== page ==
Bruno Cassirer

Share on social media:

Bruno Cassirer Publishing House in Oxford 1940-1990

(Notes based on Bruno Cassirer Publishers Ltd Oxford 1940-1990 – an annotated Bibliography with Essays – eds Feilchenfeldt and Weber, published by V & R Unipress) with thanks to Anna Nyburg

Bruno Cassirer was known as “the great Berlin art publisher”.  He built up a large establishment there which became an important centre of Berlin’s cultural life. As it became harder for Jewish businesses to function after 1933, he fought on bravely, determined to publish without restrictions in the face of oppression – he found it impossible to believe that his beloved Germany was going to succumb to Nazi pressures. However, after the pogroms against the Jewish population in Germany in November 1938, he closed down his Berlin publishing house, and escaped with his family to England in December of that year.

Faber & Faber London’s directors Richard de la Mare and T.S. Eliot had promised their support years ago if Bruno Cassirer ever needed assistance  in setting up an English publishing house. They kept their word and in May 1939, the firm of Bruno Cassirer Publishers with its directors Bruno Cassirer and his son-in-law Günther Hell (he changed his name later to George Hill while in the British Army) was founded. After a brief period in London, Portland Road in Oxford became the family’s business and home address for more than 50 years. Faber & Faber London distributed their books for half a century. However, in spite of his efforts, his energy and enthusiasm, Bruno Cassirer,  died aged only 69 in 1941 and George Hill, then 36, took over. During the war years, Hill managed with the assistance of his wife Agnes, the Cassirers’ younger daughter, to keep the publishing house going in spite of paper rationing and his own time constraints. First he served in the non-combatant Pioneer Corps –  but later moved up to serve in the British Army, taking part in the D-day landings and working as an army interpreter in France.

Continental publishers like Bruno Cassirer Publishers from Berlin or Phaidon from Vienna (and after the war Thames and Hudson) changed the face of British publishing. Phaidon introduced good quality art books accessible to the general public at a realistic price. Cassirer, however, continued with little financial backing as a small but high quality enterprise operating from the house in Oxford. They published important and well-designed art books, including oriental works by members of the famous Oxford academic circle that his brother and sister-in-law Sophie and Richard Walzer moved in. Philosophy was represented by Bruno’s cousin Ernst Cassirer among others, Buddhism by Conze, and the list included psychiatry, cookery books, the novels of Nikos Kazantzakis and a big series of beautifully designed photo pockets, which were a kind of summary of the world after World War Two by the famous Dutch photographer Cas Oorthuys, who had become a friend of the editor Hill. This series, which was a bestseller for Bruno Cassirer Oxford, includes pockets with pictures of London and Cambridge and two full size photo books of Oxford with forewords by Alan Bullock, Master of St. Catherine’s College. After the early death of Agnes, Hill married Elsie, a British-born woman, who became the company’s reader. For 30 years, the couple continued to work successfully together. They edited important art books like Goya’s Graphic Work by Tomás Harris (2 vols.) and they translated Wildensteins’s Catalogue Raisonné of Chardin, Cézanne’s Letters or Souchal’s Sculptors of the Reign of Louis XIV (4 vols.).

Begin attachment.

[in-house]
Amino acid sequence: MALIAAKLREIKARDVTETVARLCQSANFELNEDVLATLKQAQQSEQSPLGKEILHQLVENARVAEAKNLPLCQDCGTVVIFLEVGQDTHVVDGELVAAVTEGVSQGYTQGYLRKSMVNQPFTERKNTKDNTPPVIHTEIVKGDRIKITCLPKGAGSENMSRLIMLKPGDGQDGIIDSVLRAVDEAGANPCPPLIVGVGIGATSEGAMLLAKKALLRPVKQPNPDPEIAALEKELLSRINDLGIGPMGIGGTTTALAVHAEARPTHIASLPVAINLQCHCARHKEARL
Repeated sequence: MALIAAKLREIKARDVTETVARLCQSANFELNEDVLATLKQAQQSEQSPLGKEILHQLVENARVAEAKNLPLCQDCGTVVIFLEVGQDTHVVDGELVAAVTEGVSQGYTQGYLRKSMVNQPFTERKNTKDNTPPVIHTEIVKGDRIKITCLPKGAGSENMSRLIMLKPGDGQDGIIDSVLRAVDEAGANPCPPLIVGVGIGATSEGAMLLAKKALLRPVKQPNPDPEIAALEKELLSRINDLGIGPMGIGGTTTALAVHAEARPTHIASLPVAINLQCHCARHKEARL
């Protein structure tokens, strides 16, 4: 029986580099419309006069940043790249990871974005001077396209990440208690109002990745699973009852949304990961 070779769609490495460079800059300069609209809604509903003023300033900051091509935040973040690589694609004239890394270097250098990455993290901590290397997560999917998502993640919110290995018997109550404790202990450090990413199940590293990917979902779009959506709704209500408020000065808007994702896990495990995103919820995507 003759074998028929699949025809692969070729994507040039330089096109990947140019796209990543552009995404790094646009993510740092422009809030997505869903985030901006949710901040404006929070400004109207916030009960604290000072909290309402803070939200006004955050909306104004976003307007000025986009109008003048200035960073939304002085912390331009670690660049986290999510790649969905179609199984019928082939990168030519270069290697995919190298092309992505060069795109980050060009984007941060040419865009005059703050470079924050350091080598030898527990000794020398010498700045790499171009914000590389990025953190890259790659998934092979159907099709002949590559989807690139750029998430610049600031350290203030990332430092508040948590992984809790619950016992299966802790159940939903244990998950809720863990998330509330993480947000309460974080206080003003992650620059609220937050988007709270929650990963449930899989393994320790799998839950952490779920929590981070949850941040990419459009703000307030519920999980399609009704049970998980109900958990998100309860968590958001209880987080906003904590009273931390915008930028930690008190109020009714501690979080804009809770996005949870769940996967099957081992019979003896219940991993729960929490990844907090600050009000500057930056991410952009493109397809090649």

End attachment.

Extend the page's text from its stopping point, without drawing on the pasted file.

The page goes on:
George Hill retired in his eighties, closing down Cassirers after 50 years in Oxford, but its importance is summed up by a statement by John Bodley of Faber & Faber who wrote “What will all the Faber list be without a golden thread of Cassirer titles running through it?”

KS December 2016

About OJH

Our aim is to raise the profile of the history of Jews in Oxford from earliest records through to the modern day.

Recent Posts


Please click on each image to see title/description.